One of the first houses we drove past had not 1 but 5 red Ferraris parked out the front as well as a Lamborghini Reventon roadster, 1 of only 21 in the world and 3 in Singapore. Phil said the owner, an electronics manufacturer, opens his grandiose home every Chinese New Year so locals can admire his new possessions, many of which are rare collector items like the Lamborghini.
Can you spot the red Ferraris?
It’s no surprise that Kevin Kwan painted such an accurate picture of the lavish lifestyles of Singapore’s elite, since he grew up in one of these wealthy neighbourhoods himself.
Phil said the books hold a few clues about the people or families Kwan may have had in mind when crafting his characters. Savvy Singaporeans can spot them out if they know what to look for.
Tiong Bahru – the preferred bakery of the rich and famous in Dempsey Hill
Praise the lard. Yep, they’ve got a sense of humour too.
There’s Crazy Rich Homes too
The mansions in the Crazy Rich Asians movie would be ridiculously expensive anywhere in the world, let alone on the small island of Singapore where land is in high demand and priced at a premium.
With that in mind, I was quite surprised to discover almost every home in Kevin Kwan’s books is based on a real Singaporean home.
We stopped by the house filmed as Peik Lin Goh’s family home in the movie. It’s is currently up for rent and Phil expects it will bring in $30-45k per month for it’s owner. That’s not because the movie made it famous, that’s just what houses cost in Dempsey Hill.
Peik Lin Goh’s house in real life
And the same house in the movie. I’d like a gold fountain too, please.
Next, we stopped by the “star trek house”, which is where the book places Eleanor Young’s bible study groups. The house is not like any other on the street and is unmistakably the “sprawling glass and steel structure” described in the novel, but I thought it looked more like a nightclub than a home!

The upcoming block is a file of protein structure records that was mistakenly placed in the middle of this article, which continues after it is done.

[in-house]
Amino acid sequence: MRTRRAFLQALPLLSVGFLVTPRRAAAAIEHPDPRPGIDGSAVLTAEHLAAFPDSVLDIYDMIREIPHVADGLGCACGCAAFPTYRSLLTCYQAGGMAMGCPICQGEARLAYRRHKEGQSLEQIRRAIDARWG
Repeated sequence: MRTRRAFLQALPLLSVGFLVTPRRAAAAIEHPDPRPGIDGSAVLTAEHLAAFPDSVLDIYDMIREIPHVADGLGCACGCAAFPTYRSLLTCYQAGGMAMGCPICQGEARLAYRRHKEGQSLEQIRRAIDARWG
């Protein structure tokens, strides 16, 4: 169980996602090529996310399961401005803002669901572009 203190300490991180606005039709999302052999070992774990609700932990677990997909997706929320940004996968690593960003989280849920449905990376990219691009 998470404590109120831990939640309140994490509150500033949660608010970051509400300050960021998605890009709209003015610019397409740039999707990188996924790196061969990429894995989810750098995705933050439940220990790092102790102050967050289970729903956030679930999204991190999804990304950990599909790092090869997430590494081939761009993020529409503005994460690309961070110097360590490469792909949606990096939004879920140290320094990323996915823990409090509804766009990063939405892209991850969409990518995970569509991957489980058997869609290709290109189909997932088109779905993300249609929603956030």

The Star Trek house
The only house that may not be based on a real home is Ah Ma’s house, make that a palace. Those scenes were filmed in Malaysia for the movie, but Phil has a few suspicions of which house Kwan had in mind when writing about Nick Young’s childhood home. He pointed them out as we drove by.
According to Phil, houses around Dempsey Hill (just one of Singapore’s prestigious neighbourhoods) sell for between $20 million and $300 million while a plot of land recently sold for $90 million.
As if that’s not crazy rich enough, some residents own multiple properties in the same area and either lease them or let their extended families live in them.
Despite the flashy cars and homes, Singapore’s elite actually like to be discreet about their wealth. It’s not uncommon to find them in unsuspecting t-shirts and slippers enjoying a $3 meal at a hawker’s marker. Just like Nick and Colin did in the movie.
The next stop on our tour was the Newton Food Centre, the hawker’s market from the movie. We arrived at 4pm so many food vendors weren’t open yet, but I managed to find a tasty fresh fruit juice and a plate of popiah, my favourite Singaporean meal.